This over-large planet that spins so fast that it is shaped like a frisbee and the gravity is so weird that at the rim (equator) the gravity is about 3Gs and at the poles about 600Gs. The technology was good for the 50's but don't let that get you down. Read it for fun. Read it to see what si fi was like during it's golden age.
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5 of 7 people found the following review helpful By Captain Zones on April 8, 2009
Format: Kindle Edition
Hal Clement was a guy who understood that you could tell an engaging story, where you don't have to ignore the actual science in order to make it interesting. In fact, by paying attention to the science, he made the stories come to life. He paid attention to every detail of the worlds he created, and it made them seem all the more real. The world of Mesklin, though, was surely his crowning glory. It is incredibly massive, but it also has a high spin, so the force of gravity at the poles is far higher than at the equator. As a result, the mesklinites all know their world to be shaped like a bowl. It's details like this that make a book come alive.
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By Cheryl Rauch on May 6, 2014
Format: Paperback Verified Purchase
Excellent book in great condition for a great value. Enjoyed it a great deal. Passing it onto the teenagers next.
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Format: Paperback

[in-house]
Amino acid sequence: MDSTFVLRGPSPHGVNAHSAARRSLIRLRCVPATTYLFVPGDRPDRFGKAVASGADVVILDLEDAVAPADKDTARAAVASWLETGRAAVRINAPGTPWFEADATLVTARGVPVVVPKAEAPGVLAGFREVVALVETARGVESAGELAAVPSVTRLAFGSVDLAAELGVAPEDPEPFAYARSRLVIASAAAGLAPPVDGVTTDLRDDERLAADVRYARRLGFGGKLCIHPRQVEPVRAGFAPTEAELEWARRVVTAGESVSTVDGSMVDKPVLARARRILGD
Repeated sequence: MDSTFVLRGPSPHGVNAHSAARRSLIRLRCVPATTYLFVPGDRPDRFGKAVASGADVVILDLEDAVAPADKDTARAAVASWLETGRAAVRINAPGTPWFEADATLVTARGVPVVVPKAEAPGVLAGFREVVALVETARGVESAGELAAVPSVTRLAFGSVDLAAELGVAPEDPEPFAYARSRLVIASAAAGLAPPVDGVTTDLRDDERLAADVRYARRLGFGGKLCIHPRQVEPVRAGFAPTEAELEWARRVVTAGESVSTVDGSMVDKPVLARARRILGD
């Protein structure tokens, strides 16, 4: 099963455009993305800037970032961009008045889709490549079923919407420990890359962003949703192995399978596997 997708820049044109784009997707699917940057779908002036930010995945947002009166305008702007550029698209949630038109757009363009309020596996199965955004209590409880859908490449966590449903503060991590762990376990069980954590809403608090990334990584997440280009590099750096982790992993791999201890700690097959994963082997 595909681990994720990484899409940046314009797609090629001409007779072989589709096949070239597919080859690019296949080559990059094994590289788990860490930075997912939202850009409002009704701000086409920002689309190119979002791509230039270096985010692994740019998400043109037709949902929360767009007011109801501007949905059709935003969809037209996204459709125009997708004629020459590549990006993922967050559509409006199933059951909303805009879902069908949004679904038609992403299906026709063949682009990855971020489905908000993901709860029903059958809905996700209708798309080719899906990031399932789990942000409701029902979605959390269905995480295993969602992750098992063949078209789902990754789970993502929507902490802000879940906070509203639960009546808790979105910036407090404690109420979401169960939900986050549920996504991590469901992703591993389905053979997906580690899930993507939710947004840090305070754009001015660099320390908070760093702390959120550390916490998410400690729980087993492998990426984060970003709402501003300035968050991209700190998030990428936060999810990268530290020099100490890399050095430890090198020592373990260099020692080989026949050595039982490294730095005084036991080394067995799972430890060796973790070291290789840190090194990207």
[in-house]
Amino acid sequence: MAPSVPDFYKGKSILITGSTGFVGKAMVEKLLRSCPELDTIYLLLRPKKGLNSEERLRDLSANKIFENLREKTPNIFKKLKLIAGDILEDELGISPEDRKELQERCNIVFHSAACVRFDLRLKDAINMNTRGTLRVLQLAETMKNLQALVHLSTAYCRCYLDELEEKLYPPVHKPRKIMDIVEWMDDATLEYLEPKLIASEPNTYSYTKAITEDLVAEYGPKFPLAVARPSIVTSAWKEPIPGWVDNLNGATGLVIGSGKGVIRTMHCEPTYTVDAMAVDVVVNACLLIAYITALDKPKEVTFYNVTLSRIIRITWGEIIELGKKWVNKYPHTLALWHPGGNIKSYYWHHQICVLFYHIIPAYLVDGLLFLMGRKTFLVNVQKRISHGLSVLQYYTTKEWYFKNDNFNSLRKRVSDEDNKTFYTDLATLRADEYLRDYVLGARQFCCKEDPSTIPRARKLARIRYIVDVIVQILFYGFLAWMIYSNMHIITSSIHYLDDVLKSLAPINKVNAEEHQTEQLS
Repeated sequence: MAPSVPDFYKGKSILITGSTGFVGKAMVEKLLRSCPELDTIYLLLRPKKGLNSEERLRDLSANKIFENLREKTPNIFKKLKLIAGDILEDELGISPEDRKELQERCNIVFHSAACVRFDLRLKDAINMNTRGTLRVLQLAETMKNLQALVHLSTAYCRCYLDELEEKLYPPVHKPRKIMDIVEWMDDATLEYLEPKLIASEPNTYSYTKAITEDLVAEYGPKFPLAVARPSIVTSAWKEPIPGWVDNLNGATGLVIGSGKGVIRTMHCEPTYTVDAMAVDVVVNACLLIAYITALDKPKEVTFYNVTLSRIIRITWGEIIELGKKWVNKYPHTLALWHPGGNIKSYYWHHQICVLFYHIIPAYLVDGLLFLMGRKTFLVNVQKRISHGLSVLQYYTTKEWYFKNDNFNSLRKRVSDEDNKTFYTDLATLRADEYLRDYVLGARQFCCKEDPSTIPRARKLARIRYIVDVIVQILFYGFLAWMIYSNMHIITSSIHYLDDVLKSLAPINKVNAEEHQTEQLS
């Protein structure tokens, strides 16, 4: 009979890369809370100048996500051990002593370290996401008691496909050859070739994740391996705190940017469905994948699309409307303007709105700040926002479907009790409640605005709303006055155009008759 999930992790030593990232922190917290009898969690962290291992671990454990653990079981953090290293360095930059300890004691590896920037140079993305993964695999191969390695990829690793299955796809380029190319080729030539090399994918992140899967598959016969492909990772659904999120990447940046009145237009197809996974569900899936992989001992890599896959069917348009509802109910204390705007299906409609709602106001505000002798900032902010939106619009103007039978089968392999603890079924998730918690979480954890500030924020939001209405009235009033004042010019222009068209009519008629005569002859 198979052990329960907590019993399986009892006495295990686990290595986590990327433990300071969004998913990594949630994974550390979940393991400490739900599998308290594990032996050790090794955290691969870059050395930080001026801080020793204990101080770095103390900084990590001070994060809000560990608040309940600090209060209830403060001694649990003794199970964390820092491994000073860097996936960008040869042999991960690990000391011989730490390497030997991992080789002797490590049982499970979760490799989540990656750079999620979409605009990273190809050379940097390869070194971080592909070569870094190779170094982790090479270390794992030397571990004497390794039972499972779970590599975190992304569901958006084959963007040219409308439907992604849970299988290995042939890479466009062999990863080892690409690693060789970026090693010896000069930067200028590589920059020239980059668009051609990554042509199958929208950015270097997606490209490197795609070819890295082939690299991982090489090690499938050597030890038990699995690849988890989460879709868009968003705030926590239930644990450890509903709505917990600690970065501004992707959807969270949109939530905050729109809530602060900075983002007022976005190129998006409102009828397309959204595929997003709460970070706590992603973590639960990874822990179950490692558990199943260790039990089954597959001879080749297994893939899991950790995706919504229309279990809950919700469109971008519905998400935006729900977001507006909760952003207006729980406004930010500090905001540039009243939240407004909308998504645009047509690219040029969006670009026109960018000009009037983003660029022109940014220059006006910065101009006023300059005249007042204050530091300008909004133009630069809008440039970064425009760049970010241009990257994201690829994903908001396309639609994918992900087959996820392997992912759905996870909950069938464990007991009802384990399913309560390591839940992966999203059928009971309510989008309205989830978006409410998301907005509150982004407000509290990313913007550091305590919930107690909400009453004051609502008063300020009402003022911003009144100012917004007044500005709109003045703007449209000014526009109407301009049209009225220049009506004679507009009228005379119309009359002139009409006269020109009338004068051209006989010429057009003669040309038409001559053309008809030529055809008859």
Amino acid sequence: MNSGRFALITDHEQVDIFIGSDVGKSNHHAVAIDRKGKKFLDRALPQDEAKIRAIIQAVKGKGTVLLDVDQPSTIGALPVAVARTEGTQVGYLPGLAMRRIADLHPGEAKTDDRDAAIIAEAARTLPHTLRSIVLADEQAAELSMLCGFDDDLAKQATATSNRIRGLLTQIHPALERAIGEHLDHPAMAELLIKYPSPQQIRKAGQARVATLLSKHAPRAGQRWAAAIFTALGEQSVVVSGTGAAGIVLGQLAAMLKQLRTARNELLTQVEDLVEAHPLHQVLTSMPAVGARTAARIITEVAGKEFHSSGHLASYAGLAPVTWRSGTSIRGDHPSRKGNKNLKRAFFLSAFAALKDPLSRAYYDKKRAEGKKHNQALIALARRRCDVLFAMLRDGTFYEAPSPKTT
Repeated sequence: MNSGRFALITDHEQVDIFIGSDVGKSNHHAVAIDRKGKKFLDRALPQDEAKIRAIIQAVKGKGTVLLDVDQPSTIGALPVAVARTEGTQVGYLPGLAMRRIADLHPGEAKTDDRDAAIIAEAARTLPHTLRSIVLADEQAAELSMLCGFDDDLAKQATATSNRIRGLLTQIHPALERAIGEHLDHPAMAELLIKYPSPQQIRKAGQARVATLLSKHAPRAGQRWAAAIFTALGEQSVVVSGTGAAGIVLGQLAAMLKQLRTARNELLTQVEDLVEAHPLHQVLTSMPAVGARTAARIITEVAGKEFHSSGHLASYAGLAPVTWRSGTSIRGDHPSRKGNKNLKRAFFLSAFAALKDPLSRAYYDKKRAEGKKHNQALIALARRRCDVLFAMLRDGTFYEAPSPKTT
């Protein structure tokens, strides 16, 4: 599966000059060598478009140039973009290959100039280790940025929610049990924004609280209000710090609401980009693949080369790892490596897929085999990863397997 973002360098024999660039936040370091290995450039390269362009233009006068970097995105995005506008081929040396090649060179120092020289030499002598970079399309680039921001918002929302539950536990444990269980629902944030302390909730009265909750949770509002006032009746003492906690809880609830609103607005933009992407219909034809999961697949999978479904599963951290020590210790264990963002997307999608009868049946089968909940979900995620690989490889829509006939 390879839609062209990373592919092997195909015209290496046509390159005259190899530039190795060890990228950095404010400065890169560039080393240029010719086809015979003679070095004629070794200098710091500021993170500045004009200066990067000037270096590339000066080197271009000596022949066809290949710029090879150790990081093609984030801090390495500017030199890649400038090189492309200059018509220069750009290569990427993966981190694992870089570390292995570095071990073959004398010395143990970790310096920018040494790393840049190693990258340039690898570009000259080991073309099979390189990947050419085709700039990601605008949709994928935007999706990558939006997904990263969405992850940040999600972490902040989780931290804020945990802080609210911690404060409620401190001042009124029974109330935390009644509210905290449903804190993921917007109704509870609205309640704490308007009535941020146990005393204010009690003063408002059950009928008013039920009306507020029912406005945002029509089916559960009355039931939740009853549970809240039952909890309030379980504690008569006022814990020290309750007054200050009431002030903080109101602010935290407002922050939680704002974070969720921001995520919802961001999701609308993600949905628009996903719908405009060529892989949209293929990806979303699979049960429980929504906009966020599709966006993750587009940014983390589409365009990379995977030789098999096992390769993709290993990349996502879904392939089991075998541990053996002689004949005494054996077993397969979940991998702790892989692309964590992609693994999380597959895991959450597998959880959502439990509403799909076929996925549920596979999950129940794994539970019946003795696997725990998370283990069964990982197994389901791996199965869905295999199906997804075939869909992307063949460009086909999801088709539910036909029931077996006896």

I obtained and read the first novel in this collection, “Mission of Gravity,” previously. As is true of many of the books I come across, it appeared that that book became part of a larger work which included two short stories, a novella, and another novel, “Star Bright,” all compiled into “Heavy Planet.” This is “Hard S-F,” closely based on scientific principles (at least from 1953). This work describes the inhabitants of a planet, Mesklin, loosely based on a planetary system "close" to ours, with a double sun and an ellipsoid planetary shape with wild fluctuations in gravity, from 3g at the equator to over 600g at the poles. The atmosphere and "water" (mostly methane) and atmospheric extremes caused by the tremendous gravitational differences in latitudes are also described. The inhabitants sort of resemble a cross between a centipede and a lobster with pincers on both ends, and are some 15 inches long. The main character is a Mesklinite captain named Barlenon, whose ship, the Bree, is basically a merchantman/adventurer and occasional pirate (ARRR!!). The crew seems a bit too cooperative and cohesive for any such motley assemblage, but that isn't the main point here. There are a few humans, and their ability to deal with the gravitational vicissitudes of Mesklin is also described. Of course, since the Mesklinites are more advanced linguistically, it is they who learn our language for mutual communication rather than the other way around. The plot is essentially a joint mission to the South Pole of Mesklin, with the Mesklnites and the humans working together to rescue vital data on this planet from a rocket that crashed there some time ago.Read more ›